Surface observations

September 2, 2010

Bishop seems fascinated with the terrestrial.  Her book opens with a description of a map and her thoughts of what it represents of the real formations of the earth.  Then we read her description of travelling from the way the city takes over the land and the country begs it to slow down.  There continues to be a very earthy tone in “The Monument,” confusing wood and clouds and sea, finding woodgrains in them all. “A sea of narrow, horrizontal boards/lies out behind our lonely monument, / its long grains alternating right and left/ like floor-boards–spotted, swarming-still,/ and motionless. A sky runs parallel,/ and its palings, coarser than the sea’s:/ splintery sunlight and long-fibred clouds.”  “The Believer” acts as another poem that takes the Earth as a subject, but it has the twist of whether it is something that works for us (“He said: “up here/ I tower through the sky/ for the marble wings on my tower-top fly.”) or a power acting against us: “The spangled sea below wants me to fall./ It is hard as diamonds; it wants to destroy us all.”  The poem has a feeling of faith and perception about its subject matter, but the Earth is what we have faith in, instead of a divine power.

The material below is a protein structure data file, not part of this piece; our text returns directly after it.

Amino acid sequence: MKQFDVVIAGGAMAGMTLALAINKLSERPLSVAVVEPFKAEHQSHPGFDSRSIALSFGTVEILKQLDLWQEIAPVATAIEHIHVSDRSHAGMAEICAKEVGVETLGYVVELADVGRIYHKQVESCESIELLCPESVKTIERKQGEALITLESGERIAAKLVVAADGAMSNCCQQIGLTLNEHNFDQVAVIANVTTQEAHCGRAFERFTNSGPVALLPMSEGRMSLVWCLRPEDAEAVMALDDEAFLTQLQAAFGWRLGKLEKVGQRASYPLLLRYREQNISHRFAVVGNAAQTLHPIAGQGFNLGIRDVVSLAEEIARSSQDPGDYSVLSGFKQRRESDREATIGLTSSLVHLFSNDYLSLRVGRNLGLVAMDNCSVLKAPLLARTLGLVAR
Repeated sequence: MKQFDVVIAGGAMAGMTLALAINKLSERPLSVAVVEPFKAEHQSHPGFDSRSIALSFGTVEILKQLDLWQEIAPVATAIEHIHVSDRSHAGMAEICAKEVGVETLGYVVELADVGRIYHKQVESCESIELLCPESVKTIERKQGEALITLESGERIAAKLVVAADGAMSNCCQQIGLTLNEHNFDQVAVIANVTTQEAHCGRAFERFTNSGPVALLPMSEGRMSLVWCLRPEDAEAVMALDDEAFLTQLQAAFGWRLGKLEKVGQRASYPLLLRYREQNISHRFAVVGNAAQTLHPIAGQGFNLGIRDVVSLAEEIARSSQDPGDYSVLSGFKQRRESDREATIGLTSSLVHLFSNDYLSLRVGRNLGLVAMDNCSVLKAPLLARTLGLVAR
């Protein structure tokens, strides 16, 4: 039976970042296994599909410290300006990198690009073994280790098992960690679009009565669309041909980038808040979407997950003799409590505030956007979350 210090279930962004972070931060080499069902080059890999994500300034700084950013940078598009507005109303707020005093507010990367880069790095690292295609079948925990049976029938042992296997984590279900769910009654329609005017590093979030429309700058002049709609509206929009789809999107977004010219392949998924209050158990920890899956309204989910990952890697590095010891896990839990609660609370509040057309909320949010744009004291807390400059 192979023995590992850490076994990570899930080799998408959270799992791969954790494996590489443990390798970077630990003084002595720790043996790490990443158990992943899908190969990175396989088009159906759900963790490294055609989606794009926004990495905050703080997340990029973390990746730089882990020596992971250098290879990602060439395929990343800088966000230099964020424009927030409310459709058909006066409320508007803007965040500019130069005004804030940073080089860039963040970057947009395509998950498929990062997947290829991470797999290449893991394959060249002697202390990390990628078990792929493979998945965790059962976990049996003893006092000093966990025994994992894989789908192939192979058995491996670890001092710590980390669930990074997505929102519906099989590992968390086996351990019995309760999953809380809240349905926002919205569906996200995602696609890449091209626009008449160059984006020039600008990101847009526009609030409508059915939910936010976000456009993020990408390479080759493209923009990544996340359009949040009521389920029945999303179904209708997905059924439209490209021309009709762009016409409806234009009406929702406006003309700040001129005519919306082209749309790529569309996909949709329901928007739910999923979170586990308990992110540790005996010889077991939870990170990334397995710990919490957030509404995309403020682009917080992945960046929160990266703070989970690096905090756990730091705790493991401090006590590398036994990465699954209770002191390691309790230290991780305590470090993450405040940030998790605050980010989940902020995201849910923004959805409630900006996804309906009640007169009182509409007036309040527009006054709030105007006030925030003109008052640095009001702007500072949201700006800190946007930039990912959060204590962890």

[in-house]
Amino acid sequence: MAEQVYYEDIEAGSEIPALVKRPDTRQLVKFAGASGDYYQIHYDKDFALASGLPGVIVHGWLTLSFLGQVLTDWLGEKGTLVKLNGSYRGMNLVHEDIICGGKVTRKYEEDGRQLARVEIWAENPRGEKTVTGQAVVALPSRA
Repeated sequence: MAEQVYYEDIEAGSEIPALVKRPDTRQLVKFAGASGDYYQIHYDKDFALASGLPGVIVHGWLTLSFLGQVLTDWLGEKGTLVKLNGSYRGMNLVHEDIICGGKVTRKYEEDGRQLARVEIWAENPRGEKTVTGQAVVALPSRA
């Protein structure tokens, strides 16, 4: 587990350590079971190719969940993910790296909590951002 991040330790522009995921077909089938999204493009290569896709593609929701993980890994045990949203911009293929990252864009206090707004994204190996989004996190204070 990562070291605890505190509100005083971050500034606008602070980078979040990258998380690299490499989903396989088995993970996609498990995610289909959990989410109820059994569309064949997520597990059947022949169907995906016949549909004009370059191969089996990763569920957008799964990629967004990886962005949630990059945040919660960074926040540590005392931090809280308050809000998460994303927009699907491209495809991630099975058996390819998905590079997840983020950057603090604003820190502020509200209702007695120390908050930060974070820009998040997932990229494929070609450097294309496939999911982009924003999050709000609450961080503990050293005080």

The “Man-Moth,” however, takes and earthy subject and sends him on a quest to investigate the hole in the sky (the moon).  It has a sense of supernatural and otherworldness to it, and I enjoyed it for the out-of-body feel it had.

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